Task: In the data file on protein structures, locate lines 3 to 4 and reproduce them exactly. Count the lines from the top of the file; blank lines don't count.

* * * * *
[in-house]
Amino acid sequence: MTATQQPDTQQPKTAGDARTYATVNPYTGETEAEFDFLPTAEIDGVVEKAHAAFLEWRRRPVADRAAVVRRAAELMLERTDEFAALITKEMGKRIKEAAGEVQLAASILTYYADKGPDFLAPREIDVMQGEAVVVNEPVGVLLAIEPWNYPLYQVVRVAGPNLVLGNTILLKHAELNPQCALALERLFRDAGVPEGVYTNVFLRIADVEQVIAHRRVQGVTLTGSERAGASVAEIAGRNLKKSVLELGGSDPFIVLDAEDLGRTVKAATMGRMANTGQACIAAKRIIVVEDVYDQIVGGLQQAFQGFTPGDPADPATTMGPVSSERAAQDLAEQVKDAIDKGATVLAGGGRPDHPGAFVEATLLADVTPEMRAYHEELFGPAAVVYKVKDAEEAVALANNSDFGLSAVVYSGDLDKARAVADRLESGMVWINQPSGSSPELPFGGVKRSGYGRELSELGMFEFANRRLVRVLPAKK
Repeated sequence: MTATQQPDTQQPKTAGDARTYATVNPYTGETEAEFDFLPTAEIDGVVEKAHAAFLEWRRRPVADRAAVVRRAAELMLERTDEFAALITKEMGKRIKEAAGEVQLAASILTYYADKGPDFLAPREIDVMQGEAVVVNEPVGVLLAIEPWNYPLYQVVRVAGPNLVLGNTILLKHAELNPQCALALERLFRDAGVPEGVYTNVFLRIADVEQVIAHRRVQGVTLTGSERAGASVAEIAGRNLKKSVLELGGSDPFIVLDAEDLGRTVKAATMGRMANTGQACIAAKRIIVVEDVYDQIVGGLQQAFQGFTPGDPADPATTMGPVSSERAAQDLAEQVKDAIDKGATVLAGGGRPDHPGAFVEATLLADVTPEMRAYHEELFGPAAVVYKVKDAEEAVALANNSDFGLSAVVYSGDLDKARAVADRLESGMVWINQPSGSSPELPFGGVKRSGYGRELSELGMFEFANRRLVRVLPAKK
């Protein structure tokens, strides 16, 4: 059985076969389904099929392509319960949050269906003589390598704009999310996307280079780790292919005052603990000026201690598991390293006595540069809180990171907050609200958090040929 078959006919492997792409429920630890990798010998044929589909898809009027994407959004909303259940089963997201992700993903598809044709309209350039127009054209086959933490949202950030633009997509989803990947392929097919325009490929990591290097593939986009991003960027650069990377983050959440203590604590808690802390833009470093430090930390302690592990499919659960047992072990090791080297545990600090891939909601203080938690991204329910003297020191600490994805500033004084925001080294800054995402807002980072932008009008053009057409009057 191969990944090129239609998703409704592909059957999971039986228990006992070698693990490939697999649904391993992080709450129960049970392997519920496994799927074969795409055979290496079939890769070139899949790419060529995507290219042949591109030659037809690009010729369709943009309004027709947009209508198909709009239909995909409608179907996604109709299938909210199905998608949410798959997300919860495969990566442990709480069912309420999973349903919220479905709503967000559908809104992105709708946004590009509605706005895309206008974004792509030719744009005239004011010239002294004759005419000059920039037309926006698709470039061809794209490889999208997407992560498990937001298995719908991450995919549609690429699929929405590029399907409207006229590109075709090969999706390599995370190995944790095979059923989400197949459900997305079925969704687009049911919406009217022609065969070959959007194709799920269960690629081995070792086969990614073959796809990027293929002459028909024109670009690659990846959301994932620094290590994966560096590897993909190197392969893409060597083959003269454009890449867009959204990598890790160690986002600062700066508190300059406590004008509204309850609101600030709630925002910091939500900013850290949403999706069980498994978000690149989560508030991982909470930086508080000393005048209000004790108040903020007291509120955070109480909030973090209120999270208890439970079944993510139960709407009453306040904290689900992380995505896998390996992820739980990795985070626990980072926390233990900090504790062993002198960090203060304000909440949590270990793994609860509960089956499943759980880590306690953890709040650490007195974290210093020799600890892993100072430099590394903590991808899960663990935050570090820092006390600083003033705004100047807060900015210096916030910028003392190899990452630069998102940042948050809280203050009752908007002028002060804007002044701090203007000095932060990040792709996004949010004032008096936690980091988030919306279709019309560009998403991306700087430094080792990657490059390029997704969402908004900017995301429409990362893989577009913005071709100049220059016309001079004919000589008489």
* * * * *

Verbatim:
Repeated sequence: MTATQQPDTQQPKTAGDARTYATVNPYTGETEAEFDFLPTAEIDGVVEKAHAAFLEWRRRPVADRAAVVRRAAELMLERTDEFAALITKEMGKRIKEAAGEVQLAASILTYYADKGPDFLAPREIDVMQGEAVVVNEPVGVLLAIEPWNYPLYQVVRVAGPNLVLGNTILLKHAELNPQCALALERLFRDAGVPEGVYTNVFLRIADVEQVIAHRRVQGVTLTGSERAGASVAEIAGRNLKKSVLELGGSDPFIVLDAEDLGRTVKAATMGRMANTGQACIAAKRIIVVEDVYDQIVGGLQQAFQGFTPGDPADPATTMGPVSSERAAQDLAEQVKDAIDKGATVLAGGGRPDHPGAFVEATLLADVTPEMRAYHEELFGPAAVVYKVKDAEEAVALANNSDFGLSAVVYSGDLDKARAVADRLESGMVWINQPSGSSPELPFGGVKRSGYGRELSELGMFEFANRRLVRVLPAKK
């Protein structure tokens, strides 16, 4: 059985076969389904099929392509319960949050269906003589390598704009999310996307280079780790292919005052603990000026201690598991390293006595540069809180990171907050609200958090040929 078959006919492997792409429920630890990798010998044929589909898809009027994407959004909303259940089963997201992700993903598809044709309209350039127009054209086959933490949202950030633009997509989803990947392929097919325009490929990591290097593939986009991003960027650069990377983050959440203590604590808690802390833009470093430090930390302690592990499919659960047992072990090791080297545990600090891939909601203080938690991204329910003297020191600490994805500033004084925001080294800054995402807002980072932008009008053009057409009057 191969990944090129239609998703409704592909059957999971039986228990006992070698693990490939697999649904391993992080709450129960049970392997519920496994799927074969795409055979290496079939890769070139899949790419060529995507290219042949591109030659037809690009010729369709943009309004027709947009209508198909709009239909995909409608179907996604109709299938909210199905998608949410798959997300919860495969990566442990709480069912309420999973349903919220479905709503967000559908809104992105709708946004590009509605706005895309206008974004792509030719744009005239004011010239002294004759005419000059920039037309926006698709470039061809794209490889999208997407992560498990937001298995719908991450995919549609690429699929929405590029399907409207006229590109075709090969999706390599995370190995944790095979059923989400197949459900997305079925969704687009049911919406009217022609065969070959959007194709799920269960690629081995070792086969990614073959796809990027293929002459028909024109670009690659990846959301994932620094290590994966560096590897993909190197392969893409060597083959003269454009890449867009959204990598890790160690986002600062700066508190300059406590004008509204309850609101600030709630925002910091939500900013850290949403999706069980498994978000690149989560508030991982909470930086508080000393005048209000004790108040903020007291509120955070109480909030973090209120999270208890439970079944993510139960709407009453306040904290689900992380995505896998390996992820739980990795985070626990980072926390233990900090504790062993002198960090203060304000909440949590270990793994609860509960089956499943759980880590306690953890709040650490007195974290210093020799600890892993100072430099590394903590991808899960663990935050570090820092006390600083003033705004100047807060900015210096916030910028003392190899990452630069998102940042948050809280203050009752908007002028002060804007002044701090203007000095932060990040792709996004949010004032008096936690980091988030919306279709019309560009998403991306700087430094080792990657490059390029997704969402908004900017995301429409990362893989577009913005071709100049220059016309001079004919000589008489």